A Brief History of Dentures
The Oldest Prosthetics
False teeth, or dentures, are may be the earliest example of cyborg-like enhancements to the human body. Since 500 BC, people have been experimented with replacing lost teeth.
Early humans did not understand much about disease. Most of the internal workings of the body were hidden and mysterious to them. However, teeth are easy to see and study. Probably the earliest form of surgery was removal of cavity-filled, rotten, painful teeth. A diseased tooth is agonizing; most likely it didn’t take long to learn that removing the tooth ended the pain.
Whether they lost teeth naturally or had painful teeth removed, it’s a good bet that our ancestors had lots of missing teeth. The urge to replace them must have been strong. It was a solvable, mechanical problem within the reach of simple technology.
The ancient Etruscans in northern Italy used human or other animal teeth to construct dentures. These natural materials deteriorated quickly, but the dentures were easy to make. As people began to understand the human body a bit better, in medieval Europe barber-surgeons extracted and replaced teeth. Jewelers, especially goldsmiths, silversmiths or ivory turners, were used to doing fine and exacting work. Because of their skills, they could create excellent dentures. George Washington had a very high-quality set of dentures. They weren’t made of wood, as the story goes. The plate was made of hippo and elephant ivory, into which human teeth (along with parts of both horse and donkey teeth) had been fitted.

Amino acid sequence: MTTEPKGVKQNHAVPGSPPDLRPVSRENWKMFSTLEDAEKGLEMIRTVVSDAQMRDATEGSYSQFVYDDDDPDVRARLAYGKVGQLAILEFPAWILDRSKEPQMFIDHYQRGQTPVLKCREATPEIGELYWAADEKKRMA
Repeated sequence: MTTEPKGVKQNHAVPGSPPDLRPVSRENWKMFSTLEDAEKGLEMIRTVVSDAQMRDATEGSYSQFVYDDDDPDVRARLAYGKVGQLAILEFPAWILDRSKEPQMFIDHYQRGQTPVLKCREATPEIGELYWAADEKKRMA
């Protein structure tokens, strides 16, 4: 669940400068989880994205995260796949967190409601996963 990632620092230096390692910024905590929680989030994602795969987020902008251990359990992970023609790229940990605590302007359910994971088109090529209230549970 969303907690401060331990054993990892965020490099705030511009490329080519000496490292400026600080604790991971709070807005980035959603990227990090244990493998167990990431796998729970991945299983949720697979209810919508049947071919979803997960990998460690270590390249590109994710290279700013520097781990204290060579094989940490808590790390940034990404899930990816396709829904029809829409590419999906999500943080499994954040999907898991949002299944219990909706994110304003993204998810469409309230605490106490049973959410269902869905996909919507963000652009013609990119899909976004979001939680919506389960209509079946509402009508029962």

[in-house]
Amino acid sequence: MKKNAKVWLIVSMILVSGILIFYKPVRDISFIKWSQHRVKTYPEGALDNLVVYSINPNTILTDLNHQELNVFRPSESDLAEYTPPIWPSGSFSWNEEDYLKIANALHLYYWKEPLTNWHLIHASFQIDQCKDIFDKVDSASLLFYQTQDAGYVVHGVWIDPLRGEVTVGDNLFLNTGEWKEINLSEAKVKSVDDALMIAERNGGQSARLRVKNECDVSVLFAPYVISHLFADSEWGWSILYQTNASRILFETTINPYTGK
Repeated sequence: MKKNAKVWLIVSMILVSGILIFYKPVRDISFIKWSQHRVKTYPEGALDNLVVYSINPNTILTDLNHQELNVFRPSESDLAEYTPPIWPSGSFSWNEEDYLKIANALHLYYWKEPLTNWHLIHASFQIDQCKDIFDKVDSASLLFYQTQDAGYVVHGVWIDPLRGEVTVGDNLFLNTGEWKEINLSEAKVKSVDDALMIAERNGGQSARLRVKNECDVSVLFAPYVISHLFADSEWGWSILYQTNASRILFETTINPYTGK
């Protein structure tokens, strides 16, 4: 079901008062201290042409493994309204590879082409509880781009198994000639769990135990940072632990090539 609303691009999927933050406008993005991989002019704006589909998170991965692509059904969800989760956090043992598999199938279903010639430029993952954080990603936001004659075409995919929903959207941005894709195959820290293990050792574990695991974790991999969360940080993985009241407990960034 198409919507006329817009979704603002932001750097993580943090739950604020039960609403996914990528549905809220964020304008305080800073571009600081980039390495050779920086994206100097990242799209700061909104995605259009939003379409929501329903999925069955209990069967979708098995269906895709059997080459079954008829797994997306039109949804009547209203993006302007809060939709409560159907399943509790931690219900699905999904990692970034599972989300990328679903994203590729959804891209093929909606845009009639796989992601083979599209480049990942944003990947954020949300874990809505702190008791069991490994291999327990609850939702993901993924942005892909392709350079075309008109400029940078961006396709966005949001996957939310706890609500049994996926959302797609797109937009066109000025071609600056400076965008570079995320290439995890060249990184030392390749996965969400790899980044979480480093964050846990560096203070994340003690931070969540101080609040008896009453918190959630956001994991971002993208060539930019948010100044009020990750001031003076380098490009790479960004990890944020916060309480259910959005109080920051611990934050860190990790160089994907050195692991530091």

Around 1770, the first porcelain dentures were made by Alexis Duchateau. In 1791, Dechateau’s assistant was granted a British patent for them. The porcelain dentures tended to chip, and also appeared too white to be natural. Instead, dentures made from human teeth were in high demand. These so-called “Waterloo teeth” – named for dead soldiers’ teeth plucked from the battlefield after the Battle of Waterloo – were riveted into a base of ivory.
Later, porcelain dentures were mounted on 18-carat gold plates, then Vulcanite, a form of hardened rubber. In the 20th Century, denture plates were made of acrylic resin and other plastics, with teeth made from powdered acrylics.
Today’s dentures may be complete or partial, and are custom-made from impressions of the mouth. They look natural, feel comfortable and last for many years. Dental implants are another option, where the replacement tooth is fixed to the bone itself. We now know that poor dental health increases mortality risk. Keeping a healthy mouth is one of the best ways to live longer.